With the delivery of The Boss Baby to cinemas, it takes on the age-old challenge of explaining the origins of human babies. Based on the 2010 children’s book by Marla Frazee, audiences are introduced to the Templeton family. Ted (Jimmy Kimmel), Janice (Lisa Kudrow) and their seven-year-old son, Tim (Miles Christopher Bakshi) who relishes in his idyllic home life and being the beneficiary of all of the attention from his loving parents.
Then his world is turned up-side down when a baby brother is brought home, but the tension between the boys is more than a simple sibling rivalry. His younger brother wears a suit, carries a briefcase and quickly begins to take control of everything within the Templeton household. Suspecting something is not quite right with this dapper-dressed infant, Tim begins to investigate the strange behaviours of his new sibling. He quickly finds that the baby is actually the Boss Baby (Alec Baldwin), a special agent from Baby Corp. who is there to bring down the plans of the bitter rival to his organisation, Puppy Co. These plans include all of the Middletons and will impact the very existence of babies around the world. Tim must decide whether he will help his younger sibling or expose his intentions to his parents.
In a year that has few options for children, this is one of the freshest concepts in animation this year. The outlandish storyline can only be sourced from the world of children’s books, but it still offers something special for children and parents to share. Hearing the voice of Alec Baldwin coming out of a small child does take some adjustment, but as the story unfolds it becomes justified and does lay the groundwork for some of the best lines in the film. His dry wit and quick vernacular delivery are balanced out with the exceptionally active imagination of Tim. This harmonious direction provides humour that can be appreciated by parents while still entertaining the younger set. Director Tom McGrath (Madagascar) does his best to develop this unique sibling rivalry while driving home a strong message of the value of family. To some this storyline will be reminiscent of 2016’s Storks, but the quality of this film proves to be written better and is a more entertaining option for families.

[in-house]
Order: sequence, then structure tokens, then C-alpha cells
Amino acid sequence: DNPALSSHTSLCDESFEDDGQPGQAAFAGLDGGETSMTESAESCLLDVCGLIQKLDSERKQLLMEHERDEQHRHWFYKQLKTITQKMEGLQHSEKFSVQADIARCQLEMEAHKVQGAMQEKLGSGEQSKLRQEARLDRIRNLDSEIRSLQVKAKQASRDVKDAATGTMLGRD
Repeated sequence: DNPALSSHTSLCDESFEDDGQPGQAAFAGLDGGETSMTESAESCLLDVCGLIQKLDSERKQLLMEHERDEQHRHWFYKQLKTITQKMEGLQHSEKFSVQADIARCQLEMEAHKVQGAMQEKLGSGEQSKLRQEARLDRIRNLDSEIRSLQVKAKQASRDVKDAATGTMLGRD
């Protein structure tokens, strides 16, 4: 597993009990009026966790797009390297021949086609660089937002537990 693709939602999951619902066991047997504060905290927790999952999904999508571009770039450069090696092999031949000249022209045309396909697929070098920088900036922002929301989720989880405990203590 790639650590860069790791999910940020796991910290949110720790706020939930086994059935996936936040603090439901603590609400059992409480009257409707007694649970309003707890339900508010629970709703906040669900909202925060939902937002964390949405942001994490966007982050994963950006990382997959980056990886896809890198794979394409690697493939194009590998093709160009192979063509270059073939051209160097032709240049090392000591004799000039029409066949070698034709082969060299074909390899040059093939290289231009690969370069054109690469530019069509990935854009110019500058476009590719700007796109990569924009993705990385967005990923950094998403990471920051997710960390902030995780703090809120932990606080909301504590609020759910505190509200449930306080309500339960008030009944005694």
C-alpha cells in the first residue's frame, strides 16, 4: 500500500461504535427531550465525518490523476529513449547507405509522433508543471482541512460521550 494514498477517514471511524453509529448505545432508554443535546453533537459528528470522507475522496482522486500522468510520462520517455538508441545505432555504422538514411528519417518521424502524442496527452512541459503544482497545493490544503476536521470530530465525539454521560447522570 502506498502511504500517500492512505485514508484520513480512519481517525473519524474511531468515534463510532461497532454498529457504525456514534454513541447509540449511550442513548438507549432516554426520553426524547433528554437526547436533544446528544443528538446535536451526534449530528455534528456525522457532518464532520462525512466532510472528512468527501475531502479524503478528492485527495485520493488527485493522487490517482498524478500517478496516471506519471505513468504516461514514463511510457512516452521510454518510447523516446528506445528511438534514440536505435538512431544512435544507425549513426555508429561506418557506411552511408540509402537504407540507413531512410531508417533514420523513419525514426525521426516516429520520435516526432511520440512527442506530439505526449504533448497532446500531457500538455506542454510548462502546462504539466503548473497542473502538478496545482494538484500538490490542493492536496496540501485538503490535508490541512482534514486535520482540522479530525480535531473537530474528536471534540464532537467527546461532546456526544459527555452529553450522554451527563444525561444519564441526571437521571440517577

The comedy and the writing may be considered strengths for some in this film, but may prove to be the biggest difficulties for some. During many of the funniest portions of the dialogue between the brothers the only people laughing during the screening were the adults. This could potentially be interpreted that Baldwin’s style and the script were pitched a bit too high for children to access. The adults may have issue with some of the plot points that make for some believability issues and the extended explanations of the existential elements did cause the film to be a bit too long for the younger viewing audience. Thankfully most of the action sequences did provide enough slapstick humour for children to enjoy the film. In the realm of animated adventures, it can be expected that some of the story moves to the farcical and ridiculous, which does occur with this family outing, but this does not diminish the enjoyment found in this film or the strong message for the value of families.
Something to talk about
What should parents know about The Boss Baby? For the benefit of parents, a small celebration can occur. There are no warnings needed from this film.
The makers of The Boss Baby did not have some grand political axe to grind. It is refreshing to attend a film that upholds the value of family and did not try to redefine it for children. Even though the depictions of sibling rivalry are taken to an extreme, the lesson learnt by the brothers was worth the price of admission. Also, the underlying message of the important role that parents play in the lives of their children is both priceless and timeless.
- Where do babies come from? (Go ask your parents)
- What does the Bible say about family? (John 15:12-17)
- Where did the notion of sibling rivalry originate? (Genesis 4)
Reel Dialogue encourages parents to be active participants in the entertainment choices of their children and discuss with them the lessons that they can learn from these films.
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